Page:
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Brazilian Supreme Court decriminalises personal use of marijuana

The South American nation becomes the latest – and the largest – country to decriminalise use and possession of small amounts of marijuana
  • Public consumption and sale of the drug will remain illegal however, sparking concerns over racial and socio-econnomic disparities in enforcement of cannabis laws

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UPDATED: 28 Jun 2024, 7:28 am

After nearly a decade of debate, a vote by the Brazilian Supreme Court on Wednesday made the country, home to some 203 million people, the largest yet to decriminalise possession of marijuana for personal use.

The last two justices to vote came down on opposite sides of the long-debated issue. Justice Luiz Fux voted against decriminalisation and against defining the quantity that qualified as “personal use.” Justice Carmen Lúcia, only the second woman to serve on Brazil’s highest court, stood with the 7-4 majority. Marijuana for personal use, defined as 40 grams or six cannabis plants, is no longer illegal in South America’s largest country.

Public consumption and sale of the drug, however, remain against the law. This discrepancy has some worried that the disproportional enforcement of cannabis laws against poor and Black Brazilians will continue.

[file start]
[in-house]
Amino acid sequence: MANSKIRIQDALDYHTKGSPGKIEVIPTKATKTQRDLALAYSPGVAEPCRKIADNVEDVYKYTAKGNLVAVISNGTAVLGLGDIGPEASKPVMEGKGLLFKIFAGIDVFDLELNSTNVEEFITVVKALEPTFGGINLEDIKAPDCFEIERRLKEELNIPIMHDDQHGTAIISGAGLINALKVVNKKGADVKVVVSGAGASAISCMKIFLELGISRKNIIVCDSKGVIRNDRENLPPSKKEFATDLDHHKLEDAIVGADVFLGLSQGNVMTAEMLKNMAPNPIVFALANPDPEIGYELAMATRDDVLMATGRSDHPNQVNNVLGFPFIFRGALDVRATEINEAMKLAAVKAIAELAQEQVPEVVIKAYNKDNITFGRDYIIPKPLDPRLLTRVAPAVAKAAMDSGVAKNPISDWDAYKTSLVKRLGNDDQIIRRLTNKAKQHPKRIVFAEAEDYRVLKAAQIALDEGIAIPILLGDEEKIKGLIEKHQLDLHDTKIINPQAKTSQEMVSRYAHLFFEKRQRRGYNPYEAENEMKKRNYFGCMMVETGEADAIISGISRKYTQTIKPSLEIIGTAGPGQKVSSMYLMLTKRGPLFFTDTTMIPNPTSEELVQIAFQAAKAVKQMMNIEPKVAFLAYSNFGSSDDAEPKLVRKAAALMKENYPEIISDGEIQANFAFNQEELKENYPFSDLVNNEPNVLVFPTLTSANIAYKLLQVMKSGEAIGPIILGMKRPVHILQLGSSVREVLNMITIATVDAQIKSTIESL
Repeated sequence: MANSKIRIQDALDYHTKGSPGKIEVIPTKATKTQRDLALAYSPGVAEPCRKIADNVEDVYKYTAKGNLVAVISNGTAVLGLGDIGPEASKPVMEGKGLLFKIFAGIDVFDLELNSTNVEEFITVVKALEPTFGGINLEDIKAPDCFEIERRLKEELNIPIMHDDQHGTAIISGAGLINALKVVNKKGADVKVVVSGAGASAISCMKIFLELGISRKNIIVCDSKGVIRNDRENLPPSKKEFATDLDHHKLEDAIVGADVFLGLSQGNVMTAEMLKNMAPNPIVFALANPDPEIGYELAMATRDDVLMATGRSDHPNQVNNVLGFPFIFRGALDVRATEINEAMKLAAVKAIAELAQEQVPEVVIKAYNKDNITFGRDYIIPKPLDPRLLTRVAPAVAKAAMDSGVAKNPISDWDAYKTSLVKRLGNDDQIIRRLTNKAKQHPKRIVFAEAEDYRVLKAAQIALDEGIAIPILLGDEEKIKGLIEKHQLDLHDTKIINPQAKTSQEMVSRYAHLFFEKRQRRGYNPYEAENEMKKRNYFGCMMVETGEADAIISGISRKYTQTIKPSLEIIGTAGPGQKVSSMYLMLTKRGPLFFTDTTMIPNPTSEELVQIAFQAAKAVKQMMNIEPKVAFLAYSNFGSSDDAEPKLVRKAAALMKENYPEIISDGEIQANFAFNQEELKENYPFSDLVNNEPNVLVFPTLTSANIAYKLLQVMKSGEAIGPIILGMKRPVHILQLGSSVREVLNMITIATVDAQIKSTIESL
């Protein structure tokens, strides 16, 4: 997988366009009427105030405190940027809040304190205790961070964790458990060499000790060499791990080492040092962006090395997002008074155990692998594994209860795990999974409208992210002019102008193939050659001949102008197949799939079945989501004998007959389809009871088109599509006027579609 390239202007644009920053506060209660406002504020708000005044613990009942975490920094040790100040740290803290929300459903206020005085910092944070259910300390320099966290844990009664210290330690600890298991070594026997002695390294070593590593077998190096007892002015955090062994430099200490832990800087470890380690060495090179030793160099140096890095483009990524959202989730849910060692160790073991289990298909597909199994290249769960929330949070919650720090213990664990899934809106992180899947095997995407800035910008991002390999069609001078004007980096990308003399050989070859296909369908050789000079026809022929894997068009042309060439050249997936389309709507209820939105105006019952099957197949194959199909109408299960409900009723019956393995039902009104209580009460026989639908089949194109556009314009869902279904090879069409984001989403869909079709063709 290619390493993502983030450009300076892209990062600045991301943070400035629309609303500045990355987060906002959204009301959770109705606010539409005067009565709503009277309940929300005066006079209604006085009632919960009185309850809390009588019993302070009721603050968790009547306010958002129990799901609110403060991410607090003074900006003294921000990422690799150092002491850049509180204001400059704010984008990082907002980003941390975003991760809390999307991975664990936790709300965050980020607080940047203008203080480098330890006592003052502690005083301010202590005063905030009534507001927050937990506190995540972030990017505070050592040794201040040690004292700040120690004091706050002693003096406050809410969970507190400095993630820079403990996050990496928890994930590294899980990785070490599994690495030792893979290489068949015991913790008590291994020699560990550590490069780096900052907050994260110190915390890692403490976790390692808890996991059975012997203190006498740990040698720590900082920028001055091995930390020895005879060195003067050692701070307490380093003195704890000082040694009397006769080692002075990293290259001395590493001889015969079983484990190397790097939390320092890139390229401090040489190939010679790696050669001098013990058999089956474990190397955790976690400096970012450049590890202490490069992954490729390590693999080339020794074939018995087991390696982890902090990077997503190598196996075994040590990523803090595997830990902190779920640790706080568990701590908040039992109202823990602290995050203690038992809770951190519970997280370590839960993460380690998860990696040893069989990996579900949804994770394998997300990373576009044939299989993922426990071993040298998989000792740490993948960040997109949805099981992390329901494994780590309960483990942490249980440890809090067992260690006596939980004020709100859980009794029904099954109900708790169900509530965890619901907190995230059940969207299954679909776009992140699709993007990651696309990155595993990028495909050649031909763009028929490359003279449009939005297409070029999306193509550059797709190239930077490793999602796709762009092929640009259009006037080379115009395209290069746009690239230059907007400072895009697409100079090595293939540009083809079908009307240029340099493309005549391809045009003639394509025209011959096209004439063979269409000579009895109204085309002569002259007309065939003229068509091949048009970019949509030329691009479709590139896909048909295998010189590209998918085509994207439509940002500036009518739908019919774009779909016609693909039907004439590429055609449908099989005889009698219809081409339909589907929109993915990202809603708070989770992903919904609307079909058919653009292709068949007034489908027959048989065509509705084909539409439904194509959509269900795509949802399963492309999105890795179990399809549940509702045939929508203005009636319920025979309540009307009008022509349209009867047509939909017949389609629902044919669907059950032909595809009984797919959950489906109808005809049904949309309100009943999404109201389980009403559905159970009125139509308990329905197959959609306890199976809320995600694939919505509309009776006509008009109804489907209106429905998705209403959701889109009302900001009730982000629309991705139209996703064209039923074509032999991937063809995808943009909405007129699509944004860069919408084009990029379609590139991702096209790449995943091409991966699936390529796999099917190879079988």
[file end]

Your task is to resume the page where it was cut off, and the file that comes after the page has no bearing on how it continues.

[See more: New law takes aim at indigenous land rights in Brazil]

A 2006 law passed by the Brazilian Congress sought to shift punishment for carrying small amounts of drugs, including marijuana, to alternatives such as community service. Vague language and the absence of a defined amount for personal use rendered the law largely ineffective in curbing racial disparities in enforcement or slowing the rate of incarceration.

The Supreme Court decision, debated since 2015, comes just as Congress seeks to take a very different tack on marijuana in Brazil. A coalition of conservative and evangelical lawmakers are currently advancing a bill to amend the Constitution to make the use and possession of any kind of narcotics a criminal offence.

Brazil is one of the last nations in Latin America to decriminalise possession of marijuana for personal use. If the decision stands, it could be a critical step towards correcting the injustices committed by the justice system against Black and poor people in Brazil, Gabriel Sampaio of human rights NGO Conectas told Brasil de Fato.

UPDATED: 28 Jun 2024, 7:28 am

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